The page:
I don't think that politicians in our secular country should be quoting the Bible to make their case for legislation. That's why I half agree with Virginia Rep. Dave Brat, the GOP lawmaker who famously upset former House Majority Leader Eric Cantor in a 2014 Republican primary. Here's the half with which I disagree. Brat said that it's fine for Republicans to quote the Bible, but not for Democrats to do so. He continued, "Our side, the conservative side, needs to re-educate its people that we own the entire [biblical] tradition." What especially drew Brat's ire was President Obama's reasons for allowing Syrian refugees to enter our country, which included a biblical reference from James 1:27 about looking after widows and orphans.
If politicians can't provide good evidence-based reasons to support an issue, they shouldn't rely on an ancient pre-scientific book written by bigoted, misogynistic, homophobic, intolerant, superstitious men. I understand why politicians often pander to people who prefer black and white theocratic decisions. After all, political pandering is bi-partisan. Brat, however, goes too far. Although I find his comments mildly amusing, if I were a Christian I'd be incensed by the way Brat is giving Christians a bad name (or worse name, depending on your point of view).
Some Republicans say we need to take our country back, but they usually don't specify where or from whom. Perhaps they want to take our country back from a black president, or from Democrats. But they are not saying we need to take our government back, so perhaps they want to take our country back to the bad old days before we adopted civil rights legislation, equal rights for women and other minorities, and social programs that helped people in need.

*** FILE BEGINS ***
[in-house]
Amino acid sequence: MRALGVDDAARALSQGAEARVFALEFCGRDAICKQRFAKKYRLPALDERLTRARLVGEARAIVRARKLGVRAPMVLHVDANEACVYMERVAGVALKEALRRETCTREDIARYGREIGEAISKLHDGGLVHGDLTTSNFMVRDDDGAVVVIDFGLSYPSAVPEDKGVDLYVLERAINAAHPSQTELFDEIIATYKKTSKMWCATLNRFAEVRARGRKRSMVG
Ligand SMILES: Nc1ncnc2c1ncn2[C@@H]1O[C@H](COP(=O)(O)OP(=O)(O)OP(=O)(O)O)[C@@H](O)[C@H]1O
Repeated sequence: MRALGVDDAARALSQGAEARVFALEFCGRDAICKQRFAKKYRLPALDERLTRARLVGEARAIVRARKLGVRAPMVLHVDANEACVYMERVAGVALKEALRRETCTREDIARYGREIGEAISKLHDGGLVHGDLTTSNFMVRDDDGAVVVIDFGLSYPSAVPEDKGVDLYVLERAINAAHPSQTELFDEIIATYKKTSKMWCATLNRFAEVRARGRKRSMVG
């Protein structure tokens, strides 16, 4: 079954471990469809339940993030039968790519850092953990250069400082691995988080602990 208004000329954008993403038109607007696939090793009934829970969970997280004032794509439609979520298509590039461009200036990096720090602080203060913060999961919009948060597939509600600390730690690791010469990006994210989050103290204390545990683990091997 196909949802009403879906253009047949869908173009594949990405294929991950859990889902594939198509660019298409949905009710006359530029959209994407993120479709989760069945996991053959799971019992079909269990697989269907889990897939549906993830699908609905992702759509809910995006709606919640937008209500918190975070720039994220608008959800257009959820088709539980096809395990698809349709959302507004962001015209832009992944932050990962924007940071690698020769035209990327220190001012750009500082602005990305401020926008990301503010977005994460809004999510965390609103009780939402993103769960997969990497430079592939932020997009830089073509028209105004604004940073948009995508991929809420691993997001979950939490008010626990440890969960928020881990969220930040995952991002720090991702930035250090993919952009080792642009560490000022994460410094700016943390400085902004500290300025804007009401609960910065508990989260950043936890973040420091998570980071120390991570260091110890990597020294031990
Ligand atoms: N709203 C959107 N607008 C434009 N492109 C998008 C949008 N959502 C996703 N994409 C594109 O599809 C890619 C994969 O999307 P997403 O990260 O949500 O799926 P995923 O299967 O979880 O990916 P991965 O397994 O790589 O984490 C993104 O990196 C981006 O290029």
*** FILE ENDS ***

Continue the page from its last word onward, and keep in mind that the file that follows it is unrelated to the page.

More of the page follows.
On the other hand, many Christians want everyone to read the Bible--often standing on my street handing out Bible tracts to everyone, regardless of race, color, creed, or political affiliation. But Rep. Brat's mantra seems primarily to be, "Take our Bible back (from Democrats)." And I understand why, because Democrats might quote passages that Brat doesn't want to hear. With all the Bible's contradictions and ambiguities, Republicans and Democrats alike can easily find phrases to make their case. If you want war, quote Matthew 10: 34: "I did not come to bring peace, but a sword." If you want peace, quote Matthew 5:39, about turning the other cheek.
You can also find quotes to show that Jesus was a secular progressive, maybe even a communist. Examples include Mark 10:25: It is easier for a camel to go through the eye of a needle than for a rich man to enter the kingdom of God. Matthew19:21: To be perfect, sell your possessions and give them to the poor. Acts 2:44: All the believers were together and had everything in common.
Apparently, a lot of Republicans either don't read the Bible or don't think it applies to them. Which brings me to Donald Trump, currently a favorite among evangelical Christians. Recently at Liberty University, Trump quoted from "Second Corinthians" (II Corinthians), which he referred to as "Two Corinthians." Trump rarely concedes first place to anything or anybody else. But during his speech he said that the Bible was even better than his best-selling book, The Art of the Deal. Or, as Trump might say, "My book is the two (second) best book in the world."
I doubt that "The Donald" and many other politicians spend much time studying the Bible they so effusively praise. Our country would be better served if they'd spend more time reading and governing according to our Constitution rather than according to an ancient and errant "holy" book.